And the Writer’s Block Clears

“A Night in Manoa,”
Marianna Levine in Hawaii in her youth

Anyone who knows Marianna Levine and has seen her embrace a multitude of roles in journalism and the arts on the South Fork might be surprised to learn that she has a background in acting and writing plays and novels.

All of those worlds will come together Tuesday night in the reading of a play, “A Night in Manoa,” at Guild Hall as part of the JDT Lab of performance works in progress. The play is the result of the clearing of a major bout of writer’s block that beset Ms. Levine some years ago and caused her to leave several incomplete projects on the shelf. 

Given all of the hats she has been wearing recently, “I consider myself a writer above anything,” she said last week. After working with Colson Whitehead at the Stony Brook Southampton Writers Conference several years ago, she developed a terrible case of writer’s block and found herself working for the Hamptons International Film Festival, The Sag Harbor Express, Guild Hall, and other places where she could still make use of a creative outlet.

A health scare last year brought her regrets about her unfinished projects back into focus. “After the thought of not being around for my family, the next most devastating thought was ‘Oh no, I didn’t finish the novel or the screenplay.’ ”

She began to write again, a lot. She mentioned her newly inspired writing to Josh Gladstone, the director of Guild Hall’s John Drew Theater and its programs. He asked her if she had done a play. The next thing she knew, she had a date on the Guild Hall calendar, otherwise known as a deadline.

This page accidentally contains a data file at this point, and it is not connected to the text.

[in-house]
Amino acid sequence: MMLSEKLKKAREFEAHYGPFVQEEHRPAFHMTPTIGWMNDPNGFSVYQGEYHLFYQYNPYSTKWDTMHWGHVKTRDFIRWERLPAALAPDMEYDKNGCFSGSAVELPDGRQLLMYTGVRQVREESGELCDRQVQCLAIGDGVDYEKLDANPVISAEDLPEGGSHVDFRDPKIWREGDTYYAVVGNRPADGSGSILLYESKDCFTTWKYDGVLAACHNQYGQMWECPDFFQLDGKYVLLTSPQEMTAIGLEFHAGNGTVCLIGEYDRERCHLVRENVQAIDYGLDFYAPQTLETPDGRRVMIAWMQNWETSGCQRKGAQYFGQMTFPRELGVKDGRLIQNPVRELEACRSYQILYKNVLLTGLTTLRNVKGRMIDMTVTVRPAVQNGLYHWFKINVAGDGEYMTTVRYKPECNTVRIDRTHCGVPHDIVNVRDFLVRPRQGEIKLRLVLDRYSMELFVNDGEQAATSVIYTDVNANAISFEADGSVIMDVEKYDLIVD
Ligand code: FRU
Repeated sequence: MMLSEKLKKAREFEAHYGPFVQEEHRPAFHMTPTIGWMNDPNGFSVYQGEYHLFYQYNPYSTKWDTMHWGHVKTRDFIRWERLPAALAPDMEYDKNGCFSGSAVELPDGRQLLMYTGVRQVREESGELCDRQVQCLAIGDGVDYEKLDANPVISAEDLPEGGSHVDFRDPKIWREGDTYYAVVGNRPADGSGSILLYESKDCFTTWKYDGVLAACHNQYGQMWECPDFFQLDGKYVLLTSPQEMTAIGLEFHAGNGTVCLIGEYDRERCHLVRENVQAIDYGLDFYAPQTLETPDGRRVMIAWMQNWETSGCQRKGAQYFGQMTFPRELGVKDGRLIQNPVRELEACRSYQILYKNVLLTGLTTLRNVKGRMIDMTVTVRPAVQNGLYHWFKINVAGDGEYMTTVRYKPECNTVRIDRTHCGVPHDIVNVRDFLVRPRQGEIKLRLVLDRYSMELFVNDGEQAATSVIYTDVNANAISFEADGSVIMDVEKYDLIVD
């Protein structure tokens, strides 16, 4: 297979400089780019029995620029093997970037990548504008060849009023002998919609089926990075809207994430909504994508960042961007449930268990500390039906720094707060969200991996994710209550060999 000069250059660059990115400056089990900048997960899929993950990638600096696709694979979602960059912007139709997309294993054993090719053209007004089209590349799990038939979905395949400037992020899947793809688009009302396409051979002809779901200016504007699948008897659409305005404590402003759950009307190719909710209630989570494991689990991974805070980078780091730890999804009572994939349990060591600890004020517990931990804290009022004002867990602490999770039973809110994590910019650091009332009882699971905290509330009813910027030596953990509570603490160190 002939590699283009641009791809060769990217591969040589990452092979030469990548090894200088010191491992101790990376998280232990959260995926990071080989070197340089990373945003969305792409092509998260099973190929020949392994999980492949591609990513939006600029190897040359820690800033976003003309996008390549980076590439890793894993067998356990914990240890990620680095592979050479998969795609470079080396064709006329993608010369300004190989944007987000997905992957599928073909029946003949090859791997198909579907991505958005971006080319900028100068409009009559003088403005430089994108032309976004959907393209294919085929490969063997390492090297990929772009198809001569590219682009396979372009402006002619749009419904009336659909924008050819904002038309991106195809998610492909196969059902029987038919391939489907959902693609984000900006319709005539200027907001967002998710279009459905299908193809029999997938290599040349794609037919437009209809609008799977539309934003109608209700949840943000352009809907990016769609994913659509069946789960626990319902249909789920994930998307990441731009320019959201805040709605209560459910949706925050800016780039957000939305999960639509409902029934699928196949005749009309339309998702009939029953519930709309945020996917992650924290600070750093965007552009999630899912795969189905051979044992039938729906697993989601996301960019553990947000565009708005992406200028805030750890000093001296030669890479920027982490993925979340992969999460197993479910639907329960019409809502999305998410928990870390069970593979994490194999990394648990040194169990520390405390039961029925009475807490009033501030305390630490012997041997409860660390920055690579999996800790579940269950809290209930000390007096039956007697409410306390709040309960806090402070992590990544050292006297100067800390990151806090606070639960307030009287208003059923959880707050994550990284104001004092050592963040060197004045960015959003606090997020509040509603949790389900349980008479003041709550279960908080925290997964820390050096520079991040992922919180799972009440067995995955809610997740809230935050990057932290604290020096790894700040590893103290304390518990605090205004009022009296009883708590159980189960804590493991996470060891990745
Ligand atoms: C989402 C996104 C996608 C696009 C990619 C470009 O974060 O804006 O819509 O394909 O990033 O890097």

Since she already had the core idea of a story in novel form, she said, she decided to adapt that plot as a play. Two sisters return to Hawaii to bury their mother’s ashes in the garden of the house they had lived in two decades earlier. An old friend re-enters their lives, and the connections that bind their families together — including surviving the Holocaust — are as strong as ever, even after so much time has passed. Inspired by incidents from her life, the play examines whether what happens in love and life comes down to chance or fate. 

The reading will be enhanced by Hawaiian music performed live, palm trees on the stage.

Although the reading, which begins at 7:30 p.m., is free, reservations are required through the Guild Hall website. A $27 prix fixe menu is available at the 1770 House before the reading — the reservation code is JDT Lab.